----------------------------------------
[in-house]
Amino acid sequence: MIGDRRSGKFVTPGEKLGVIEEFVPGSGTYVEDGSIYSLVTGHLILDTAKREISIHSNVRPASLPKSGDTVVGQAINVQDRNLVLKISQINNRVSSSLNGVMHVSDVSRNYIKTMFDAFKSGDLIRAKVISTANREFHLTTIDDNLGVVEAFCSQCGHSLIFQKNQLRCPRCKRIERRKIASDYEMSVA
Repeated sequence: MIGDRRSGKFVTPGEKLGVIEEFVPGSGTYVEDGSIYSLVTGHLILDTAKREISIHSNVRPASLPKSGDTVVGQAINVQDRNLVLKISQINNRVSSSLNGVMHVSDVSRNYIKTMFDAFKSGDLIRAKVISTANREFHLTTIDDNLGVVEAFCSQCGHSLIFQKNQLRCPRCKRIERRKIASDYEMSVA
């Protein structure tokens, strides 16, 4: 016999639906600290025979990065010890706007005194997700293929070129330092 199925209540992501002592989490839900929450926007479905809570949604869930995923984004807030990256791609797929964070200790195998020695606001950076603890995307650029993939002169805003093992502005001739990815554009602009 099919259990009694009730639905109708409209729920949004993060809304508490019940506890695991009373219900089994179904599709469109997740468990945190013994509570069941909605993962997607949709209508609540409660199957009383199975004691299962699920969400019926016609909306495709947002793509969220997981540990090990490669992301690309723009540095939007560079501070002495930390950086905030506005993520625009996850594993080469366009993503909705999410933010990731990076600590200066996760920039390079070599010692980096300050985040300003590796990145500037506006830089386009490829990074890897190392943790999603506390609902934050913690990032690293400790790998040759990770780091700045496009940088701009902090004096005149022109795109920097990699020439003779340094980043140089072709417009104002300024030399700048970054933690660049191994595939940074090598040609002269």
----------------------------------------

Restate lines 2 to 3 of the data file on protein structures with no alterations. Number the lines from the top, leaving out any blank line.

Amino acid sequence: MIGDRRSGKFVTPGEKLGVIEEFVPGSGTYVEDGSIYSLVTGHLILDTAKREISIHSNVRPASLPKSGDTVVGQAINVQDRNLVLKISQINNRVSSSLNGVMHVSDVSRNYIKTMFDAFKSGDLIRAKVISTANREFHLTTIDDNLGVVEAFCSQCGHSLIFQKNQLRCPRCKRIERRKIASDYEMSVA
Repeated sequence: MIGDRRSGKFVTPGEKLGVIEEFVPGSGTYVEDGSIYSLVTGHLILDTAKREISIHSNVRPASLPKSGDTVVGQAINVQDRNLVLKISQINNRVSSSLNGVMHVSDVSRNYIKTMFDAFKSGDLIRAKVISTANREFHLTTIDDNLGVVEAFCSQCGHSLIFQKNQLRCPRCKRIERRKIASDYEMSVA